This may be the wrong time to discuss the latest findings of a new poverty survey, when the whole country is consumed by uncertainty as parliament tries for the third time to elect a new prime minister. Or this may be just the right time because it proves that it is political mismanagement that has turned Nepal into the poorest country in Asia.
To be sure, we have taken giant strides in the last 20 years in child and maternal survival, the distribution of safe drinking water, and promoting literacy. But imagine how much more progress we would have made if it hadn't been for that ruinous war, if there was a government that could ensure efficient delivery, if the development budget was actually spent, and if there was political stability.
Nepal ranks 82 among 104 countries in the latest Multi-dimensional Poverty Index (MPI) put together by the Oxford Poverty and Human Development Initiative and UNDP's Human Development Report Office. The new index uses 10 indicators grouped under health, education, and living standards and tracks the level of deprivation from these services. It shows that 84.7 per cent of Nepalis are deprived, and more than 18 million people are 'poor'. It should be little comfort to us that India ranks 74 in the MPI: even war-torn Sri Lanka is way ahead at 32.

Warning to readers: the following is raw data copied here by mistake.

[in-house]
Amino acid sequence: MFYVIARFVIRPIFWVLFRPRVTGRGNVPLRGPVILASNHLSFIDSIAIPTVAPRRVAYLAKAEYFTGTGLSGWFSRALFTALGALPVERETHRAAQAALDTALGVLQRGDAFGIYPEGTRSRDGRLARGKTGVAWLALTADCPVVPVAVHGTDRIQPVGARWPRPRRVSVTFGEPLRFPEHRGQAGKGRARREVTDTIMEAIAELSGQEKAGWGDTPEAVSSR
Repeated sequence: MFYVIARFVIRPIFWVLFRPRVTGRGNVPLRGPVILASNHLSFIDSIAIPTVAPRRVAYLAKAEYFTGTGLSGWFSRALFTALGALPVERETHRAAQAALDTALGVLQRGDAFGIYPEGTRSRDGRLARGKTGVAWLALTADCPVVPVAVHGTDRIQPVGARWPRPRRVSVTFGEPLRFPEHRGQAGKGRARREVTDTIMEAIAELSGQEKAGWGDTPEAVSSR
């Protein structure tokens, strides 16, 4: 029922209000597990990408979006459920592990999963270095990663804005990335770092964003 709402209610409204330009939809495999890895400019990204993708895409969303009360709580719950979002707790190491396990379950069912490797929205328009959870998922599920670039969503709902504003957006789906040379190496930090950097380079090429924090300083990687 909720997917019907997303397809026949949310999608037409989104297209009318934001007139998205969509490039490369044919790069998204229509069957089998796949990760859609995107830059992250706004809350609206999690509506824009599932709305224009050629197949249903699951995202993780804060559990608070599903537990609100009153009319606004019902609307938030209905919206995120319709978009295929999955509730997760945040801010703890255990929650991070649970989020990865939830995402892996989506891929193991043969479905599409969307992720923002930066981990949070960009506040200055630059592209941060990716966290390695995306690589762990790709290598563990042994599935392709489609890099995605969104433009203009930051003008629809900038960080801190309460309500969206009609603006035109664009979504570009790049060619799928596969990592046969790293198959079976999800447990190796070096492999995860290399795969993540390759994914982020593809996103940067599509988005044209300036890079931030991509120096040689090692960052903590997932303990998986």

In fact, what little progress we've made since 1990 has been achieved despite government, mostly through individual and community-based initiatives. What is perhaps surprising, to put a positive spin on this shameful national ranking, is that with all the mismanagement and political disarray, Nepal did not fare worse. If we want to feel still better, we can cite the National Planning Commission's figures which show 'only' 31 per cent of the people living below the poverty line, or the World Bank's estimate that 55 per cent live on less than $1.25 a day.
The reason is that 15 per cent of Nepal's population is working abroad at any given time, and they send home $2 billion a year. This is improving family cash income, but it doesn't always correlate with access to services like years of schooling, safe drinking water, electricity, or chronic hunger in children. Many of these basic services are the prerogative of the state, and an unresponsive state keeps its people poor.
Politicians horsetrading for Monday's election should look at the MPI figures and hang their heads in shame. They can't pass the buck because many of them have been at the helm of the state since 1990. They should also be deeply worried by the statistics of mass deprivation because of what it means for the future of the political process in this country.
Go on, tear yourselves apart politically if you must to get into government. But work on a minimum national consensus on development. Set out an ambitious, visionary strategy to improve service delivery and increase purchasing power by job creation. Get real-time monitoring in place so progress can be evaluated and course corrections made.
Nepal's politics has made us a laughing stock. Our poverty is a national disgrace.